This agricultural property in Sonoma, California is the home of two scientists involved in various farm projects including the production of olives, olive oil, honey, as well as bee keeping, extensive gardening, and other endeavors that take advantage of the area’s climate, soils, and siting.

The house is 2,200 square feet on two levels. As part of an extensive renovation, the existing north façade, stair, and porch were removed and replaced with a new glass wall and balcony structure. Most of the original wood framing for the house itself, including board and baton siding (stained dark grey) and a gable roof structure, were retained. Inside, the upper floor was excavated so that the lower level den is now open to the full height of the volume. Instead of a dark living room on each of the two levels, there is now one exciting living space with open views and light. In this house, the strategy of reducing space instead of enlarging the house actually increased its livability.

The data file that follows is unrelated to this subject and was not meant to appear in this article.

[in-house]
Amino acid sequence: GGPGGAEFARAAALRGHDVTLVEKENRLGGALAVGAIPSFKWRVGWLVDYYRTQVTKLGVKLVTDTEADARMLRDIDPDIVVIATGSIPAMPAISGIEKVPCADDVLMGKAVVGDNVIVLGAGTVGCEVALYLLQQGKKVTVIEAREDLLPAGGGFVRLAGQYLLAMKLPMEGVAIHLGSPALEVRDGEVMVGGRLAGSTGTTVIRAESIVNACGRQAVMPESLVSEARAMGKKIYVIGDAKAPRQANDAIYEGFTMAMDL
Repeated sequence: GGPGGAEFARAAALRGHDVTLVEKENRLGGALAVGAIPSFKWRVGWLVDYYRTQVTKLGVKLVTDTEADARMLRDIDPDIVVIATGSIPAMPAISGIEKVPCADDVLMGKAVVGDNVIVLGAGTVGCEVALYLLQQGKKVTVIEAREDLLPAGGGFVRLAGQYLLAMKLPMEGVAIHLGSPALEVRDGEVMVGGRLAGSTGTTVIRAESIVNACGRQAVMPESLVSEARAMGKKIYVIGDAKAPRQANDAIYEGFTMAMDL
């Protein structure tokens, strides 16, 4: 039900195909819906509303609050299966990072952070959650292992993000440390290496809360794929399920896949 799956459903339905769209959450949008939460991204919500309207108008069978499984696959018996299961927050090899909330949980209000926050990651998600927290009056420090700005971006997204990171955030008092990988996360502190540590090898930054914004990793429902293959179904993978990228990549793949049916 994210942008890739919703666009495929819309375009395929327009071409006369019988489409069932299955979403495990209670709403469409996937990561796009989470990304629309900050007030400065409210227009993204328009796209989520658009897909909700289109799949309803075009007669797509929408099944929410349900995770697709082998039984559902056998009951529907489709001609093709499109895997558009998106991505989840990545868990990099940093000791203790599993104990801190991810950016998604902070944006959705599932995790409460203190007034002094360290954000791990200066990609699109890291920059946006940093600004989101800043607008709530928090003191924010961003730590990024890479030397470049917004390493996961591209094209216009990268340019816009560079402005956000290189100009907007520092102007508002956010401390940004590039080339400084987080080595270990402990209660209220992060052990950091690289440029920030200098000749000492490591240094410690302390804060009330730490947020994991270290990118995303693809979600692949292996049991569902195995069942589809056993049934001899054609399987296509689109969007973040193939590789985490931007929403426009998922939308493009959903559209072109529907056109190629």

The balcony is the iconic form that redefines the image and focus of the house. Ipe is used as a screen and framing device. This material brings warmth to the cool California light, creating a more intimate setting and focusing views on the surrounding landscape. Ipe was chosen specifically for its strength and ability to span the entire depth of the porch without intermediate support.

In order to achieve the transparency desired in the porch design, careful collaboration was required with the contractor.
3/8” vertical posts of the balustrade are elegantly toothed between floor slats so there are no visible bolts or hardware that would detract from the sculptural simplicity of the iconic form.

Inside, oak is the primary material of choice. A consistent cut-size and grain direction was used for all floors, kitchen cabinetry, wall panels, stairs, and railings. The countertop is a butcher block.

“The main house on the property had been built in the 1970s as a ‘spec’ house dropped on the hill with no attention to the actual site. The windows were small; the spaces were dark and the whole redwood deck felt like it was entrapping the house instead of making a place to occupy … We wanted light, views and a more transparent porch where we could sit comfortable in the shade.”  – Client